Ever since Michelle Obama first came into the public eye in 2008, she’s been making headlines. First, and possibly most memorably, there was the craze about her (admittedly fabulous) arms, which got everyone from moms to grandmothers to young women talking about her workout regimen. After that initial frenzy, Michelle continued to be in the news for her wardrobe, particularly the seemingly endless number of lovely dresses she wore to formal events, the efforts she made to promote children’s health and fight childhood obesity, and the shenanigans she and Barack got up to every so often, like their Valentine’s Day appearance on Ellen.
But in the wake of her beautiful, eloquent, and moving speech at this year’s Democratic National Convention, the conversation had turned toward one of Michelle’s less publicized traits: her mind.
Michelle Obama is hailed as being the most educated First Lady ever, and once you look at her resume, it’s easy to see why: she graduated cum laude from Princeton University in 1985, and went on to graduate from Harvard Law School in 1988. Before she was ever a First Lady, she was a lawyer in Chicago. It was there that she met her now husband, Barack Obama, and began to journey down a path that would eventually put her in a position to positively impact the lives of thousands of Americans through her focus on education, health, and service at both a community level and a national level.
As impressive as Michelle is, she’s only one of the thousands of incredibly successful black women in America today. Black women celebrities are garnering more and more attention as of late, but it’s still rare that a black woman is recognized for attributes other than the physical or the performative. Many of the academic or technical achievements of black women fly under the radar despite the fact that, by numbers, black women are the most educated out of any group of women.
Lately though, the accomplishments of black women have been making it into the news more often. Just a few noteworthy examples are Dr. Chandra Prescod-Weinstein, the newest black woman to gain a doctorate degree in physics (who, as of February 2015, numbered less than 100), actress and singer Zendaya, who fired her publicist for making racist comments and also negotiated with Disney to give her more power to influence diversity on the channel, and everyone who participates in the #staymadabby hashtag on Twitter or Instagram. Born from the black community’s response to Abigail Fisher’s claim that she was denied entrance to the University of Texas because she was white, #staymadabby has become a quick, easy, and funny way to find successful black college students on social media. The tag is flooded with pictures of black grads in full regalia, caps and gowns and cords and all, celebrating their success in a way that highlights their own accomplishments while also shrugging off the unfortunately historic conception of black people as being less educated.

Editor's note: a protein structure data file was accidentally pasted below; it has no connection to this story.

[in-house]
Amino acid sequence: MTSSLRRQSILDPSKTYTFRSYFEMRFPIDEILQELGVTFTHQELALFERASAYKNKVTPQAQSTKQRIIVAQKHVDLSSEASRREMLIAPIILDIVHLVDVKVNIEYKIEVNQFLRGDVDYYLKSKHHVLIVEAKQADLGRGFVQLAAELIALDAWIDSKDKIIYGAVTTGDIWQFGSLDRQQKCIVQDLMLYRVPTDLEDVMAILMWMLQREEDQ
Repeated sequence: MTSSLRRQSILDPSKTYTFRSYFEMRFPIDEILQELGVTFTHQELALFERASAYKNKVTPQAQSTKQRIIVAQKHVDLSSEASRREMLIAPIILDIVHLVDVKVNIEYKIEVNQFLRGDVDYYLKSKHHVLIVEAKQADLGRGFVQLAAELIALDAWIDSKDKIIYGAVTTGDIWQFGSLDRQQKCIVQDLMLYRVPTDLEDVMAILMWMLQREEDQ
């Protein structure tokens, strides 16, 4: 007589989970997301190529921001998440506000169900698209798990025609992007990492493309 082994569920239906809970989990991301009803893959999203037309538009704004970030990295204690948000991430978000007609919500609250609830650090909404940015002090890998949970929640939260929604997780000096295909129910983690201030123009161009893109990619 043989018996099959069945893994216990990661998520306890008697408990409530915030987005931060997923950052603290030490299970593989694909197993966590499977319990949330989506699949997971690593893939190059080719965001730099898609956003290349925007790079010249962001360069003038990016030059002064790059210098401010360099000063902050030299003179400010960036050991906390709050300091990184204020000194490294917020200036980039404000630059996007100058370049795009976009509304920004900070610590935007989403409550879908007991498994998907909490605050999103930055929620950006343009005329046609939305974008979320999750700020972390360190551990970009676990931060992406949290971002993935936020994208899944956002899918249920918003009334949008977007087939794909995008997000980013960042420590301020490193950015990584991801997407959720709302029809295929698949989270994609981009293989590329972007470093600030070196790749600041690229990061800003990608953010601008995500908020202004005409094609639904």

These successful, educated, and woke women are nothing short of admirable, so it makes sense that they are what Michelle hopes to inspire young girls around the world to become in the future. Michelle’s goals for the education of girls are no secret: recently, she traveled to Liberia to advocate for girls’ education. While she was there she inspired girls to stay in school and mentored a girl who wants to be President. She also penned a personal essay about why she believes so firmly in access to education for girls, revealing that she “sees [herself] in these girls—in their ambition and their determination to rise above their circumstances.” Through her words, her actions, and her personal beliefs, Michelle has made it clear that she will campaign for girls’ education and success, and that she will not stop until every girl has access to education and the means to achieve.
Michelle is an incredible and successful black woman doing her own thing, of course, but she’s more than just that—she’s a role model for black women of all ages, and may very well prove to be the catalyst for many black women to follow in their role model’s footsteps. Every time her success is publicized, she makes it that much easier for other black women to be proud of their success, and inspires people to reach out and help others in the same way she does.
There’s a Michelle Obama in every black girl, and Michelle herself is determined to help bring her out.
By Femi Sobowale
Edited by Victoria Krute
Layout Design by Renita Singleton